8. This clip from Naked Gun starts as a parody to Dragnet, with Nielsen narrating like Sgt. Joe Friday. It then switches to spoof as Nielsen jumps out of the way of his car coming toward him, fires on it, and asks people if anyone caught the license plate; a light humored and senseless scene - funny all the way. It continues the spoof in the lab with the Swiss Army Shoe, reminding me of the shoe with knife in From Russia With Love. The roll of his eyes when he says he has to go inside the building, reminded me of Igor in Young Frankstein, which brings us to Wilder. I consider Brooks and Wilder's approach to slapstick as slapstick, with the character taking prat falls, fast talking (or not) and getting into unbelievable situations. ZAZ's approach combine a few of their approaches, with Drebin walking past the wall on the way to the Laboratory without going through the door, but I see ZAZ's parody more similar to Stanley Kramer's It's a Mad, Mad, Mad, Mad World (I almost forgot a Mad). Drebin is a bumbling detective in trouble with his boss, just like Clouseau. Peter Sellers is more flexible in his physical activities and violence and doesn't skip a beat. Leslie Nielsen, while a good slapstick comedian, is a bit more reserved in his falls and physical activities. Plus, Sellers uses that hysterical french accent.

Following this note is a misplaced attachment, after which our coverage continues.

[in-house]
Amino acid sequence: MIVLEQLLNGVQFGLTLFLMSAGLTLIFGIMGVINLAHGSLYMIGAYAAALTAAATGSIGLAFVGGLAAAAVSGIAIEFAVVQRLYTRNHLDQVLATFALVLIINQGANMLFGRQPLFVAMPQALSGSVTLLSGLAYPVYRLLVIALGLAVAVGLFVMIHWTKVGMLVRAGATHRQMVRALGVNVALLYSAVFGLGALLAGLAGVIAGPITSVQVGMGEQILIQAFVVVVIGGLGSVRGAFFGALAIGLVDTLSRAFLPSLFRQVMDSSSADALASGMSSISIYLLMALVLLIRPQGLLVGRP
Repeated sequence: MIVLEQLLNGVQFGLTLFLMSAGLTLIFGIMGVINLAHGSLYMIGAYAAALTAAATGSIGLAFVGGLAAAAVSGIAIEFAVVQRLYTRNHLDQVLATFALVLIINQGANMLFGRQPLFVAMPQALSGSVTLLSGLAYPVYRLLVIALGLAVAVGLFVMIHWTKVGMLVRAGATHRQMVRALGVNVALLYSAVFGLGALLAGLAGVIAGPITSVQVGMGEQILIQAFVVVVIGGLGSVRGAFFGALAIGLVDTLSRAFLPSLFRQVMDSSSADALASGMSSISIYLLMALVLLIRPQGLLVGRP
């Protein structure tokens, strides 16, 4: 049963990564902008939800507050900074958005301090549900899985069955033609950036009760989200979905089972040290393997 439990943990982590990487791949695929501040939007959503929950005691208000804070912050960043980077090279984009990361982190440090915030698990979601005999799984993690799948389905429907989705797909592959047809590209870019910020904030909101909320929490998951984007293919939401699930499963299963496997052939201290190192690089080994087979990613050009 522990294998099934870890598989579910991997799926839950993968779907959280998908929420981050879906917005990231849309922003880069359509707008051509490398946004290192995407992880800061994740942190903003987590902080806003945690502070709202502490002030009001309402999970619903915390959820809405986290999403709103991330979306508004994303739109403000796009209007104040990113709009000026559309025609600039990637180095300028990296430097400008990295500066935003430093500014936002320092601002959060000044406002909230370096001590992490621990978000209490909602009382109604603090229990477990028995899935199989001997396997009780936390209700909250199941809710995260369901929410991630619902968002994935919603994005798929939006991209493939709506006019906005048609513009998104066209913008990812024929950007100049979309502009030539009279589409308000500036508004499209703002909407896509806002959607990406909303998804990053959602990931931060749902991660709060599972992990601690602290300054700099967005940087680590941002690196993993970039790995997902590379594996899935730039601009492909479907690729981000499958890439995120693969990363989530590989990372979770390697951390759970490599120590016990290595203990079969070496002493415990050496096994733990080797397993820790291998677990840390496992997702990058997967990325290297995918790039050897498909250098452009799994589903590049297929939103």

9. Anchorman is an amusing film, and the cast does a great job in getting the jokes across, but I see it as a comedy, not necessarily slapstick. I think the newer films have some elements of slapstick from Chaplin to Keaton and to Chase. Ferrell and McKays style of slapstick involves exaggerated physical activity of the group. I believe Ferrell reminds me more of Charlie Chase. He doesn't do the physical activity of the silent slapstick comedians, like Lloyd. Ferrell's is more verbal than physical. The film, in my opinion, isn't as funny as Young Frankenstein or Bananas. While I'm at it, I may as well add that I didn't like Gumball Rally; It wasn't all that funny, just a car race trying to emulate It's Mad, Mad, Mad, Mad World and The Great Race, which were much funny and more slapstick, and better actors. The cameos save the movie, with hints at previous films. Vince Vaughan and his team circle Ferrell and his team like the old westerns when the native americans circles the wagons. Tim Robbins with the pipe, turtleneck and jacket are very PBS, and I do like the line about taking time off from the donation segment. Of course, Dr. Edwards ( I think) brought out the Planet of the Apes influence with the net corralling someone. Ben Stiller and his hispanic group reminded of Viva Zapata. Who I liked best was Steve Carrell, and it makes sense that he became a super star. The fight scene, I think, had some influence from the fight scene in West Side Story. Ferrell does ask Vaughan if he wants to dance. I can't say with any confidence who influenced Ferrell the most. He's a mixture of all of them.